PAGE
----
With two major league shortstops in Didi Gregorius and Owings, the Diamondbacks could theoretically afford to trade either player this offseason, presumably in return for an established starting pitcher. Owings has more trade value given his age, years of team control and overall offensive potential, and he could be used to land a frontline starter should the Diamondbacks not sign Masahiro Tanaka, Ervin Santana and/or Matt Garza.
Bowden proposes the Royals upgrade their starting rotation by trading for the Reds’ Homer Bailey—even if they don’t expect to sign the right-hander to a long-term contract extension.
In exchange for Bailey, Bowden notes that the Royals could offer a few of their highly regarded late-inning arms as well as pitching prospect Miguel Almonte:
The Royals are positioned to be a serious AL Central and wild-card contender for 2014, and while they wait for top pitching prospect Kyle Zimmer, they need a one-year stopgap. Bailey would be the perfect short-term solution. Reds GM Walt Jocketty has publicly stated it will be difficult to sign Bailey long-term, so Jocketty should trade Bailey rather than lose him to free agency. The Royals have a bevy of power arms they could dangle in a Bailey deal, including some combination of Aaron Crow, Kelvin Herrera, Luke Hochevar, Wade Davis and prospect Miguel Almonte. The Reds could use the money saved on Bailey to re-sign Bronson Arroyo.
After spending parts of two seasons between the Dominican Summer League and Arizona Rookie League, Miguel Almonte was deployed to Low-A Lexington in 2013 for his full-season debut.
Though he was both young and inexperienced relative to the competition, that didn’t prevent the 20-year-old right-hander from emerging as one of the top pitchers in the South Atlantic League. Making 25 starts on the season, Almonte posted an impressive 3.10 ERA and 132-36 strikeout-to-walk ratio in 130.2 innings.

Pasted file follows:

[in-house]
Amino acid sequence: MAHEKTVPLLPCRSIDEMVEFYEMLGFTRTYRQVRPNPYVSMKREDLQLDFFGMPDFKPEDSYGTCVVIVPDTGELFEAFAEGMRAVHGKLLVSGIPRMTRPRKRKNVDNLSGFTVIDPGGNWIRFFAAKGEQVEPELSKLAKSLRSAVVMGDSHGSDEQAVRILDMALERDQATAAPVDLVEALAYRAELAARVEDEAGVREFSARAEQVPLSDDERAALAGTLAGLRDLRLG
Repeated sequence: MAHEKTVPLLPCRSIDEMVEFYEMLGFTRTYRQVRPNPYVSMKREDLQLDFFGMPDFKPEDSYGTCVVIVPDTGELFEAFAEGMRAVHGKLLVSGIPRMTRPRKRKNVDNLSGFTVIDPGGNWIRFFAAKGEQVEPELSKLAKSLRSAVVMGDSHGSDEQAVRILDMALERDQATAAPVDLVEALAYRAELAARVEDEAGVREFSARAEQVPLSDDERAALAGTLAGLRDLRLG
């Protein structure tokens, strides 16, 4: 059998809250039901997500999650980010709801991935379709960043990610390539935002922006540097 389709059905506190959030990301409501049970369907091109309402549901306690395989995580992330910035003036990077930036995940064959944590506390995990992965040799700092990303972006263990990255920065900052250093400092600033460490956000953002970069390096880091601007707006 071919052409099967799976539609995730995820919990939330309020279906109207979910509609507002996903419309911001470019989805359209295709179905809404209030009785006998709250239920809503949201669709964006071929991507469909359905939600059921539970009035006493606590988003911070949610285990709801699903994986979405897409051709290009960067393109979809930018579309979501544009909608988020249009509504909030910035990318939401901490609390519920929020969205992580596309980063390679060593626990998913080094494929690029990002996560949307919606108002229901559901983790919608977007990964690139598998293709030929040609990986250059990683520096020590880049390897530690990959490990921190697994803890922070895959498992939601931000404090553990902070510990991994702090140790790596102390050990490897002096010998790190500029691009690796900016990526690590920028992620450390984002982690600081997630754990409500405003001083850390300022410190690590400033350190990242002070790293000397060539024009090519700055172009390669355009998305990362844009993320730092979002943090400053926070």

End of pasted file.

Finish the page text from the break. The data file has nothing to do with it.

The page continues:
At 6’2”, 180 pounds, Almonte has a loose, athletic frame that allows for smooth mechanics and encourages his fast but fluid arm. The right-hander has an aggressive approach and attacks the zone with a projectable four-pitch mix, demonstrating a rare blend of pure stuff and feel for a player of his age.
Almonte’s fastball is a plus offering that works consistently in the 91-95 mph range with above-average life, and it’s conceivable that he’ll add velocity as he adds strength. The changeup is a present plus with plus-plus potential and, in general, is highly advanced for his age; he shows confidence in the pitch against both right- and left-handed hitters, and it already serves as a swing-and-miss offering.
Although he’s young, Almonte has an impressive overall feel for changing speeds and keeping hitters off balance, throwing a curveball that features a nice shape and has average potential as well as a slider that’s inconsistent but definitely usable.
Bowden is right to suggest the Royals are most likely to move Almonte of all their prospects. With Yordano Ventura ready for the major leagues and Kyle Zimmer expected to arrive late in the 2014 season, Almonte gives the organization the depth to make a trade if necessary.